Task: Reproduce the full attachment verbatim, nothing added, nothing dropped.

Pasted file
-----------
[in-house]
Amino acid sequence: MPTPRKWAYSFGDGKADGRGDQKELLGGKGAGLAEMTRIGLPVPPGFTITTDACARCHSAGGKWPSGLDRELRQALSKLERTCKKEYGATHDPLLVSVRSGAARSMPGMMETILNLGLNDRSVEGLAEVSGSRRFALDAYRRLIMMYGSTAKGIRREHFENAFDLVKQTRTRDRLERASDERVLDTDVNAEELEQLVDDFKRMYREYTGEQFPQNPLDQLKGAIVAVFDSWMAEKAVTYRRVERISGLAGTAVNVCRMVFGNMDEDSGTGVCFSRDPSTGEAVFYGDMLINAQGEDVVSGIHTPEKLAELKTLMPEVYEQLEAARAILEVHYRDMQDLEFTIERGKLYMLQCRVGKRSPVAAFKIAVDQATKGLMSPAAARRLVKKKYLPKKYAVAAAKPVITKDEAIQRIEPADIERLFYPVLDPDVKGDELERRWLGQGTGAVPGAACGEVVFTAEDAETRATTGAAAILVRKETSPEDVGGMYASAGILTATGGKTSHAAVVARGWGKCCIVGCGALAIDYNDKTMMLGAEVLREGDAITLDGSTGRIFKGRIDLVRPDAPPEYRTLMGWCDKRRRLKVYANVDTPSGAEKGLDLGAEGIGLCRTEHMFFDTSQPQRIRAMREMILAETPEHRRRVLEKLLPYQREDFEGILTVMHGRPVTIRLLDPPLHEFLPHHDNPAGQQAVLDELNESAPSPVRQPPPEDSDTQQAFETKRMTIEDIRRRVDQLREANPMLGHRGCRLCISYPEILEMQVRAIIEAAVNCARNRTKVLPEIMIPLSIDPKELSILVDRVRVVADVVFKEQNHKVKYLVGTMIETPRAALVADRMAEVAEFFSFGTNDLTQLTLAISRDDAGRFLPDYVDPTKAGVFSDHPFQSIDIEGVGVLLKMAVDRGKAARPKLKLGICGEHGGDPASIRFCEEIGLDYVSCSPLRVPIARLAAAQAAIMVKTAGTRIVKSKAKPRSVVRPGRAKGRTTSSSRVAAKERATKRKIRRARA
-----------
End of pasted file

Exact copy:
[in-house]
Amino acid sequence: MPTPRKWAYSFGDGKADGRGDQKELLGGKGAGLAEMTRIGLPVPPGFTITTDACARCHSAGGKWPSGLDRELRQALSKLERTCKKEYGATHDPLLVSVRSGAARSMPGMMETILNLGLNDRSVEGLAEVSGSRRFALDAYRRLIMMYGSTAKGIRREHFENAFDLVKQTRTRDRLERASDERVLDTDVNAEELEQLVDDFKRMYREYTGEQFPQNPLDQLKGAIVAVFDSWMAEKAVTYRRVERISGLAGTAVNVCRMVFGNMDEDSGTGVCFSRDPSTGEAVFYGDMLINAQGEDVVSGIHTPEKLAELKTLMPEVYEQLEAARAILEVHYRDMQDLEFTIERGKLYMLQCRVGKRSPVAAFKIAVDQATKGLMSPAAARRLVKKKYLPKKYAVAAAKPVITKDEAIQRIEPADIERLFYPVLDPDVKGDELERRWLGQGTGAVPGAACGEVVFTAEDAETRATTGAAAILVRKETSPEDVGGMYASAGILTATGGKTSHAAVVARGWGKCCIVGCGALAIDYNDKTMMLGAEVLREGDAITLDGSTGRIFKGRIDLVRPDAPPEYRTLMGWCDKRRRLKVYANVDTPSGAEKGLDLGAEGIGLCRTEHMFFDTSQPQRIRAMREMILAETPEHRRRVLEKLLPYQREDFEGILTVMHGRPVTIRLLDPPLHEFLPHHDNPAGQQAVLDELNESAPSPVRQPPPEDSDTQQAFETKRMTIEDIRRRVDQLREANPMLGHRGCRLCISYPEILEMQVRAIIEAAVNCARNRTKVLPEIMIPLSIDPKELSILVDRVRVVADVVFKEQNHKVKYLVGTMIETPRAALVADRMAEVAEFFSFGTNDLTQLTLAISRDDAGRFLPDYVDPTKAGVFSDHPFQSIDIEGVGVLLKMAVDRGKAARPKLKLGICGEHGGDPASIRFCEEIGLDYVSCSPLRVPIARLAAAQAAIMVKTAGTRIVKSKAKPRSVVRPGRAKGRTTSSSRVAAKERATKRKIRRARA